San Francisco's medical marijuana advocates huff about regulations
July 28, 2011
Joshua Sabatini, San Francisco Examiner
Attorney General Kamala Harris is considering new regulations of medical marijuana, but some San Francisco advocates say the proposed rules would make it harder for patients to obtain the medicine and easier for cops to improperly arrest them.
Under the proposed guidelines, medical marijuana users could only belong to one dispensary and individual police officers would be given the authority to determine whether someone is a legitimate patient.
The guidelines have not been made public by the attorney general, but a copy of an April “discussion draft” was recently obtained by members of San Francisco’s Medical Marijuana Task Force. The draft includes recommended guidelines that go further in some areas than those issued in 2008 by Jerry Brown, Harris’ predecessor. A spokesperson for Harris’ office declined to comment.
Guidelines from the state’s top prosecutor influence how local cities and counties regulate dispensaries and advise how law enforcement agencies should treat operators and patients.
Medicinal marijuana is legal under state law, but illegal under federal law. Advocates have supported industry regulations because controls are seen as a way to maintain a legitimate medical industry, address residents’ complaints and prevent a crackdown by federal law enforcement.
The city-appointed Medical Marijuana Task Force will hold a hearing today on the document.
Advocates are upset they were not involved in discussions, and also by the policy implications.
“I’m first and foremost concerned that people can only be members of one collective,” said task force member Shona Gochenaur, the executive director of the Axis of Love medical marijuana activist group. “That doesn’t work.” She likened it to being forced to shop at a specific grocery store.
Gochenaur also said the guidelines read like they were written by law enforcement. One draft policy said, “Officers should use their sound professional judgment to assess the validity of the person’s medical use-claim” if they do not have a state ID card. In San Francisco, medical cannabis patients do not need a state ID card as long as they have a doctor’s prescription.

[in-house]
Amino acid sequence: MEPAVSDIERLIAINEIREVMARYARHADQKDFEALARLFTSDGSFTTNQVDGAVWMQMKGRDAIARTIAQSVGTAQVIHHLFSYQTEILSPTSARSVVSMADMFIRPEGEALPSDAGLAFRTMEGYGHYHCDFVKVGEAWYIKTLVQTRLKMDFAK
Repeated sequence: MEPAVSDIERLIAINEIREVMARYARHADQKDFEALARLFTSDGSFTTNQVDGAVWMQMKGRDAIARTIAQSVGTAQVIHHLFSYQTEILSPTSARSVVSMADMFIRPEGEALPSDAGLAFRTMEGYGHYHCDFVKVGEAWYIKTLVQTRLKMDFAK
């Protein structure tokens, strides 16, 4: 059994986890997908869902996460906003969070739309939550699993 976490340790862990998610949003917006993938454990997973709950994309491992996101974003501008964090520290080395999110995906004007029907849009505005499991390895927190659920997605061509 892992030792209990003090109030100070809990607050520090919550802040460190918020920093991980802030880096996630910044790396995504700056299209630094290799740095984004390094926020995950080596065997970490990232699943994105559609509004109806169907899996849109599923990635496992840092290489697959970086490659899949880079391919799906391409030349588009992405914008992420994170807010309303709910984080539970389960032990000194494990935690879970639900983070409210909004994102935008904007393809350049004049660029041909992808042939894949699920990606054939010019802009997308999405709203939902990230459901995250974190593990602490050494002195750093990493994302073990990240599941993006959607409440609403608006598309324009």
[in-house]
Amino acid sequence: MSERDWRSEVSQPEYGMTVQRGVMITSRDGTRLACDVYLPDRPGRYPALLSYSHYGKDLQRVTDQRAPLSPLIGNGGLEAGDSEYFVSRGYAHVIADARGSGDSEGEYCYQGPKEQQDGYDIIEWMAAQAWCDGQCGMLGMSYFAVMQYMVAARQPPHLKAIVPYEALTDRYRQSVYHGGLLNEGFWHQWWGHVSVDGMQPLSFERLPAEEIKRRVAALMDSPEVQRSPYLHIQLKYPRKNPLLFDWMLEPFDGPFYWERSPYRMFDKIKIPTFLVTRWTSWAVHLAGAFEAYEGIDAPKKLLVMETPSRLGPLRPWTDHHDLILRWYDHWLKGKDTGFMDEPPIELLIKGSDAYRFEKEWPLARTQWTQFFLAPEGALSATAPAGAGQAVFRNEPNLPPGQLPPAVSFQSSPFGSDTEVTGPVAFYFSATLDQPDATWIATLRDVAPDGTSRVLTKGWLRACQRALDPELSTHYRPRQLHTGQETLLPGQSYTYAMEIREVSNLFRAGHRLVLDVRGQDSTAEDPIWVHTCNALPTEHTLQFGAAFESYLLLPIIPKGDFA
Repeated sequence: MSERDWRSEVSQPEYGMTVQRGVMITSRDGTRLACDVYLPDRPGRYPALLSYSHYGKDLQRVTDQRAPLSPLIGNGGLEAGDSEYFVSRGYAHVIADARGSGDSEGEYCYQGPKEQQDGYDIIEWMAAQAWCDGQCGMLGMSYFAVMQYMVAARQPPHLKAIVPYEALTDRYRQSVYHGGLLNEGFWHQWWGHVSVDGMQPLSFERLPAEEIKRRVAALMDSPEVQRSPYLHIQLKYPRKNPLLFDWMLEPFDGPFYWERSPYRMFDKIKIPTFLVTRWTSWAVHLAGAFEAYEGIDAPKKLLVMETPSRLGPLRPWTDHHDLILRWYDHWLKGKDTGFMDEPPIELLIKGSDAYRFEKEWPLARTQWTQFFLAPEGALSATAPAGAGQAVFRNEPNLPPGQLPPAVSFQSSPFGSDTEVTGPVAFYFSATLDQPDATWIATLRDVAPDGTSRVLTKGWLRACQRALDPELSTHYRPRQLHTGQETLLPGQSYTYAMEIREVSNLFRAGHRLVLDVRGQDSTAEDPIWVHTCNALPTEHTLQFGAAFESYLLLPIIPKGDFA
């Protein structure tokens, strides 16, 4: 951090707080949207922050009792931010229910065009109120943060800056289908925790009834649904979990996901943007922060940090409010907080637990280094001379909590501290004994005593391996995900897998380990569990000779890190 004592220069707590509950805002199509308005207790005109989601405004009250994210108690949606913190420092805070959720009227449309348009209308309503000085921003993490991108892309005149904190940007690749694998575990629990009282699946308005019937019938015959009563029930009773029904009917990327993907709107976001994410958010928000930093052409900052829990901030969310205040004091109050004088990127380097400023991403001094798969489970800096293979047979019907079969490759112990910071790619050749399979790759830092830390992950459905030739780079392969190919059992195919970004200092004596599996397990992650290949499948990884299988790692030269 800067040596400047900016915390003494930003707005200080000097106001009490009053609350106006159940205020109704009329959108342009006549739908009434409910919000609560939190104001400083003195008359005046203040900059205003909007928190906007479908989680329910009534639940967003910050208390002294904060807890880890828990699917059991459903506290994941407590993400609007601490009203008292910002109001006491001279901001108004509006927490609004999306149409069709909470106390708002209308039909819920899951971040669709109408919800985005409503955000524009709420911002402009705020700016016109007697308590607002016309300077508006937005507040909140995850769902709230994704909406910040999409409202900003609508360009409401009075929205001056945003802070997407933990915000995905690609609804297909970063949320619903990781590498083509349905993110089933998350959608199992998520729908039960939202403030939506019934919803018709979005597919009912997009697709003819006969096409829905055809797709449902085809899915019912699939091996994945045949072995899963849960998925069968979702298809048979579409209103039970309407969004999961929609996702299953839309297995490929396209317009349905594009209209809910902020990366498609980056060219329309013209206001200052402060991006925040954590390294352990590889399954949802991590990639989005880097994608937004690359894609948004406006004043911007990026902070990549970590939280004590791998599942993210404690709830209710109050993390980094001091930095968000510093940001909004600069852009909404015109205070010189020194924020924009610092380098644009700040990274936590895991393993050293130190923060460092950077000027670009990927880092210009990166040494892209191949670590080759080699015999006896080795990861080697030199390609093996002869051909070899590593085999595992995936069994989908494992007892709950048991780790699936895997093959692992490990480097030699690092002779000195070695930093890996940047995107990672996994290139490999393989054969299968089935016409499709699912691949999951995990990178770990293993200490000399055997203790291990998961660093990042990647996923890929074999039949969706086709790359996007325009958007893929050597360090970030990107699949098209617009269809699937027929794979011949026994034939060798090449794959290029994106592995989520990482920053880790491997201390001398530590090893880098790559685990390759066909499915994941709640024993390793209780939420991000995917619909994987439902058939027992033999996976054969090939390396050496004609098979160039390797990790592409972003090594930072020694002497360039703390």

Other concerns are restrictions on cultivators only being able to sell to one dispensary, which could favor large-scale operations over smaller groups.
Americans for Safe Access attorney Joe Elford said his group was provided a copy of the draft by Harris for feedback and declined to comment on it. The state’s medical marijuana law is “murky at best,” Elford said. He said the state Legislature has chosen “not to clarify certain issues,” and other debates are “percolating through the courts.”
The medical marijuana industry continues to grow and change. Last year, Oakland began exploring large-scale taxable grow operations. On Monday, a major crackdown on illegal cultivation of marijuana in Northern California was reported. Legal conflicts over dispensaries continue in Los Angeles, San Diego and Butte counties.
Amid such dynamics, law enforcement often looks to the attorney general for guidance, Elford said.
“[Medical marijuana] is something brand new,” said Stephanie Tucker, a spokeswoman for The City’s Medical Marijuana Task Force. “As the community evolves, so do some of the best practices.”
Tucker said advocates look forward to working with Harris to come up with guidelines that protect providers and patients.
In San Francisco, there are 26 permitted medical marijuana dispensaries and 12 pending applications, according to the Department of Public Health.
Provisions in a draft of Attorney General Kamala Harris’ medical marijuana guidelines raise questions and concerns. Here are some of them:
Patients could face more police trouble: If someone isn’t carrying a state medical marijuana ID, it’s up to police officers’ “sound professional judgment” to determine if that person is a legitimate patient.
A cultivator should sell to only one dispensary: This provision would help keep marijuana from being used for nonmedical purposes, but critics say it could increase costs, limit product availability and hurt smaller dispensaries.
People should buy medical marijuana from only one dispensary: Limiting where patients can buy could subject them to higher prices and also limit access to different products.